Representatives from Icahn Associates and Third Point Capital were unavailable for comment.

To be sure, many of Phelps Dodge's big institutional investors support the deal. According to some sources who attended a meeting in Boston last week with Phelps executives, a number of big shareholders are slowly getting on board. It's entirely conceivable that the rally in Phelps' shares is a sign investors are buying into the wisdom of the marriage of a giant copper producer with two nickel ore miners.

Opponents of the deal still have a lot of obstacles to overcome, even if more activists do show up to fight the merger. One huge hurdle is Wall Street firm Morgan Stanley ( MS), the fourth-largest Phelps Dodge shareholder, according to recent filings, with a $605 million stake.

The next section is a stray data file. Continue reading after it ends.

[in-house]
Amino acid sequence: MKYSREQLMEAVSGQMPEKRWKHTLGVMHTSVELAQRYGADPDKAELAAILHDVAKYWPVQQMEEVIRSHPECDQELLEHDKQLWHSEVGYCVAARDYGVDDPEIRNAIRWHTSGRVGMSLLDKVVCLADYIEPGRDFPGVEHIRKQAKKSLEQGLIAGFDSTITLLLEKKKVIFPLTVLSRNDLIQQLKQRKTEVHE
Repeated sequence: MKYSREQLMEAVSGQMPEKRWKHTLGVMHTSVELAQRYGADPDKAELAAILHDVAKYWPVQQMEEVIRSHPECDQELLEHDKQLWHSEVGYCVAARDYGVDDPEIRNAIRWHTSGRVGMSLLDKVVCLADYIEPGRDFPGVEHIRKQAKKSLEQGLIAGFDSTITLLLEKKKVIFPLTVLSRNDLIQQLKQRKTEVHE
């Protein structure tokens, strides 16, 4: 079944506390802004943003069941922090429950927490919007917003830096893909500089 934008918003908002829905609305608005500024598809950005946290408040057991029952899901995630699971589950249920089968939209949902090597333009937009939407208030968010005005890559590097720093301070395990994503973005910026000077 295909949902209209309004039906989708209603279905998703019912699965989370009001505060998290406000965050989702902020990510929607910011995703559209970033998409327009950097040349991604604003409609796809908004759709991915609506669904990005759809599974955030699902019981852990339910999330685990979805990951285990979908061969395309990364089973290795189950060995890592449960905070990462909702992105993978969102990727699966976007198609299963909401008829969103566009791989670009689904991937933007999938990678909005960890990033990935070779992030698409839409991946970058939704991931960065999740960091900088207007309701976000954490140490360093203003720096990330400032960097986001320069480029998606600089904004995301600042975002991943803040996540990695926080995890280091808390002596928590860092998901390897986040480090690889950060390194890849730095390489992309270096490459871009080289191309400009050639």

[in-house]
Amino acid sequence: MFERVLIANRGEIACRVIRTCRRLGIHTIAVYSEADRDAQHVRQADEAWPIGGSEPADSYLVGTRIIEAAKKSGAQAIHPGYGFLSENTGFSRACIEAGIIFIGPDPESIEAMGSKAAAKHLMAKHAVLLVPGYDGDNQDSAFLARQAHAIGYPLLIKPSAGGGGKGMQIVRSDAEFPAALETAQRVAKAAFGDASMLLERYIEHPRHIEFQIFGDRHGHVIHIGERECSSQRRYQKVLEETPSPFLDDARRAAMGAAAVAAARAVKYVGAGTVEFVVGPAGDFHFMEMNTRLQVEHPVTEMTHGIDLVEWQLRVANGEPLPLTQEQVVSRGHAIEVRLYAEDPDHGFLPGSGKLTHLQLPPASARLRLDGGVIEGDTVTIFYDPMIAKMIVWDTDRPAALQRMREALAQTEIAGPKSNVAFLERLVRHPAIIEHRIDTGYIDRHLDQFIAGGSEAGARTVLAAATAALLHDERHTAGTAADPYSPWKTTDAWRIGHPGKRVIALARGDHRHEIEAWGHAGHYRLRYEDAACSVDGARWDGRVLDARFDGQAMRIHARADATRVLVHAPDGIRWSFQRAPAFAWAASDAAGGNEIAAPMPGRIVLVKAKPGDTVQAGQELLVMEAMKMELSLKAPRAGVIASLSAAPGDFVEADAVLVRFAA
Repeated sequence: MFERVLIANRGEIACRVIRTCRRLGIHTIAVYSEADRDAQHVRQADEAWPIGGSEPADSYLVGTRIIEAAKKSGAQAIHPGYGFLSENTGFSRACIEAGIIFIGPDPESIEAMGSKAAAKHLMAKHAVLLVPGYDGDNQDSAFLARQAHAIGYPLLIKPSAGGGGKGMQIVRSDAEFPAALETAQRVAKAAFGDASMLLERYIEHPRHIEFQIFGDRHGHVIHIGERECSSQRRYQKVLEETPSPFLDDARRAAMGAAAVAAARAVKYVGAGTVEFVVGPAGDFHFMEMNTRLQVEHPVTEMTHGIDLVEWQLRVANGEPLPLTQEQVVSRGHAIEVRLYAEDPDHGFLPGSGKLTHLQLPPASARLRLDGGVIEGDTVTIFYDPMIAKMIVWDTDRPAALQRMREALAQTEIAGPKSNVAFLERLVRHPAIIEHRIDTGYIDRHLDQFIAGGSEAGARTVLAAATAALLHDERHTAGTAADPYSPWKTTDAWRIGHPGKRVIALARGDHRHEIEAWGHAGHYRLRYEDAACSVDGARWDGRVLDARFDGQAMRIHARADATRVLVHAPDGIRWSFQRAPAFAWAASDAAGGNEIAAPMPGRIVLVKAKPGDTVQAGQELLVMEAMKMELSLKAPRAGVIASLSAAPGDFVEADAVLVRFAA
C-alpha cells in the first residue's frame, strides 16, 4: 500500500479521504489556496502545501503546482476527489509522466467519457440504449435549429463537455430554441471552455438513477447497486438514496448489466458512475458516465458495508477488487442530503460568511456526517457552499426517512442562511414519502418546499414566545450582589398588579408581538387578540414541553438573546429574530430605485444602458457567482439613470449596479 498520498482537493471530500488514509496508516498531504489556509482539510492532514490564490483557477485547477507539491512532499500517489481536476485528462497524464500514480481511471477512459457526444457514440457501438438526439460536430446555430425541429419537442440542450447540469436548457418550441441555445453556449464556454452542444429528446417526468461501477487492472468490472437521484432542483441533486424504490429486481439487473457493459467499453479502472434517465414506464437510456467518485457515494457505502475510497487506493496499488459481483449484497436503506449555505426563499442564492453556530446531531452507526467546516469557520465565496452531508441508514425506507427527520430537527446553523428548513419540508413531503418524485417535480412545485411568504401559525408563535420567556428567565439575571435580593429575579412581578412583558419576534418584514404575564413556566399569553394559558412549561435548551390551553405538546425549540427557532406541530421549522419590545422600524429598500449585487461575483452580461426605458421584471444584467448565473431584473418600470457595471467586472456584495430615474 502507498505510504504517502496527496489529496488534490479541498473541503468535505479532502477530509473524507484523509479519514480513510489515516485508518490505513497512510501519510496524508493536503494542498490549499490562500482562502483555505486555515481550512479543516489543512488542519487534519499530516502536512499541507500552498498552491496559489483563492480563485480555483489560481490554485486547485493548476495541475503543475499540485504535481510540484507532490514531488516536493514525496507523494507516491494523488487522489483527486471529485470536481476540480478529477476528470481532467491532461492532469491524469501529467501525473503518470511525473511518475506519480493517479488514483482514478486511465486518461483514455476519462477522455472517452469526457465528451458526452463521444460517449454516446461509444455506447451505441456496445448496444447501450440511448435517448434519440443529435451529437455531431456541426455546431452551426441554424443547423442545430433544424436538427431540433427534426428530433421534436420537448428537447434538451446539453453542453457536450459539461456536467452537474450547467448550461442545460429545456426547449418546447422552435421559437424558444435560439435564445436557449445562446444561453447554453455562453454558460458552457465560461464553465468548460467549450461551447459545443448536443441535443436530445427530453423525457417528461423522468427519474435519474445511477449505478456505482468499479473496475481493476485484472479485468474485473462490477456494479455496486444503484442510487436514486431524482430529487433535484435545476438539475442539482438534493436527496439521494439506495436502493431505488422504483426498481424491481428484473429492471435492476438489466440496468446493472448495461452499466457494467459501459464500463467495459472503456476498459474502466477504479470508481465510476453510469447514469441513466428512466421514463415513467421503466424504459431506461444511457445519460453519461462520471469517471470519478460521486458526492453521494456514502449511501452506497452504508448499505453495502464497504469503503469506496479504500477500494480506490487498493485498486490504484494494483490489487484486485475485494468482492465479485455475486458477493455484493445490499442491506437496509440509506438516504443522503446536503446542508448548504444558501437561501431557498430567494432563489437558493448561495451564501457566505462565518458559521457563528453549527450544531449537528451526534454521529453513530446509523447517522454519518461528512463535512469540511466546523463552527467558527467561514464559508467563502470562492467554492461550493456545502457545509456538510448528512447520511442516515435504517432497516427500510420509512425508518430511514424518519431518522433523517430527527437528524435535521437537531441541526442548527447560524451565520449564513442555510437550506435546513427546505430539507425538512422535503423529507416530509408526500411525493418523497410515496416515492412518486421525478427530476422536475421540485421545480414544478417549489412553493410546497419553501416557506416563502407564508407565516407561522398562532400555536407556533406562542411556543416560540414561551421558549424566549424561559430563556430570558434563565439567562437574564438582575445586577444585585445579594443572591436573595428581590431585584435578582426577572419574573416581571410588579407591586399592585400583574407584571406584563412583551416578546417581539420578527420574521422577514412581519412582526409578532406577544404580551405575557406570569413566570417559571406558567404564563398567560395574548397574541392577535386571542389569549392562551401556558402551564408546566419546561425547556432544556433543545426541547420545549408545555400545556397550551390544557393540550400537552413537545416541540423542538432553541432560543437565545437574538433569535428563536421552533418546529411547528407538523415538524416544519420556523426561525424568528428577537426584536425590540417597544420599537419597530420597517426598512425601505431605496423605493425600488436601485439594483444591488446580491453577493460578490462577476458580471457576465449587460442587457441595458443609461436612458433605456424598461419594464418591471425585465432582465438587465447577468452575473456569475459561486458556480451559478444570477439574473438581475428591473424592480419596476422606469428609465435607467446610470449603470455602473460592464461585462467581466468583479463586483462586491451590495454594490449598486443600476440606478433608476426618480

Morgan Stanley has a big stake in seeing the merger work. The firm is not only a major Phelps shareholder, but also the adviser to Inco on the transaction. According to a merger proxy statement filed on Thursday, Morgan Stanley's investment bankers were the driving force behind the three-way deal.

The filing shows that in mid-May, Ramiro Peru, the CFO of Phelps Dodge, called representatives at Morgan Stanley and told Inco's advisers that the firm would be "open to discussing how it might assist Inco to respond to the hostile bid for Inco made by rival firm Teck Cominco." At the time, Inco and Falconbridge were both fending off suitors of their own, and Phelps Dodge offered itself as a so-called white knight to Inco. The following week, a representative at Morgan Stanley called Peru back and suggested the combination of Inco, Falconbridge and Phelps Dodge.

With Morgan Stanley as both the deal's engineer and as one of the largest shareholders, it is unlikely to take a stand against the deal's completion.
Simon Constable contributed to this report.

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